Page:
# Stein Manifolds and Affine Varieties

When is a Stein manifold a complex affine variety? I had thought that there was a theorem saying that a variety which is Stein and has finitely generated ring of regular functions implies affine, but in the comments to my answer here, Serre's counterexample was brought up. I'm guessing that the answer is that the ring of regular functions must be nontrivial somehow, like it must separate points, but I'm curious about what the exact condition is.

• I have to ask: what is "gaga"? Google did not turn up anything useful. Oct 26 '09 at 5:41
• GAGA refers to Serre's paper "Géométrie algébrique et géométrie analytique" and more generally, the philosophy that it embodies that there is a correspondence between complex analytic geometry and complex algebraic geometry. Serre's paper, I believe, focuses on proving that for any variety and sheaf, there is an analytic space and sheaf defined naturally to be the analytifications of what you started with, and that cohomology doesn't change. That is, you can compute cohomology of coherent sheaves in the complex topology. Oct 26 '09 at 11:52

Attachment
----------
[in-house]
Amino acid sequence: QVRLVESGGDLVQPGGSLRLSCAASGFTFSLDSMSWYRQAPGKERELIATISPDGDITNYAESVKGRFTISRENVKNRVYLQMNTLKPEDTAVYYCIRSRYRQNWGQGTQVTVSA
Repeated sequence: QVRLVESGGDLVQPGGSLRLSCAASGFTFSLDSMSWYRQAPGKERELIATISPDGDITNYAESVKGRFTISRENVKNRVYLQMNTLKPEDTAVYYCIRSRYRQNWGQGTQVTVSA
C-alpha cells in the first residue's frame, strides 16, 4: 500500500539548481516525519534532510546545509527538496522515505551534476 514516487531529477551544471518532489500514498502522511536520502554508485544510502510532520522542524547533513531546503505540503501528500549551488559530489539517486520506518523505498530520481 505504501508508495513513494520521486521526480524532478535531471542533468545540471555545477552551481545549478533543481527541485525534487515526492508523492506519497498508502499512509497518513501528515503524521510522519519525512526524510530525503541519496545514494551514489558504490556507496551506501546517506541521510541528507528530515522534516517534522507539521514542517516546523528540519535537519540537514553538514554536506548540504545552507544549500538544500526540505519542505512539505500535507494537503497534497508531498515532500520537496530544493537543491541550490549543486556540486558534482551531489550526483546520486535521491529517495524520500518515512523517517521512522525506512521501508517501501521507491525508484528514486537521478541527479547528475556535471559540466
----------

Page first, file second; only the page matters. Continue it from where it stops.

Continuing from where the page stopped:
The criterion you are thinking about is a criterion that is relative to an embedding. It says that if $X$ is a quasi-affine complex normal variety, whose associated analytic space $X^{an}$ is Stein, then $X$ is affine if (and only if) the algebra $\Gamma(X,\mathcal{O}_{X})$ is finitely generated. This is a theorem of Neeman.
You can reformulate the requirement of $X$ being quasi-affine as a separation of points property: for any point $x \in X$ consider the subset $S_{x} \subset X$ defined as the set of all points $y \in X$ such that all regular functions on $X$ have equal values at $x$ and $y$. Then by an old theorem of Goodman and Hartshorne $X$ is quasi-affine if $S_{x}$ is finite for all $x$. So you can say that $X$ is affine if it satisfies: 1) $X^{an}$ is Stein; 2) $S_{x}$ is finite for all $x \in X$; 3) $\Gamma(X,\mathcal{O}_{X})$ is finitely generated.
• Goodman and Hartshorne must have an implicit assumption that $X$ is separated, the result as stated is false for the line with doubled origin. (Of course, Stein implies separated, so your main answer is fine.) Aug 15 '14 at 14:10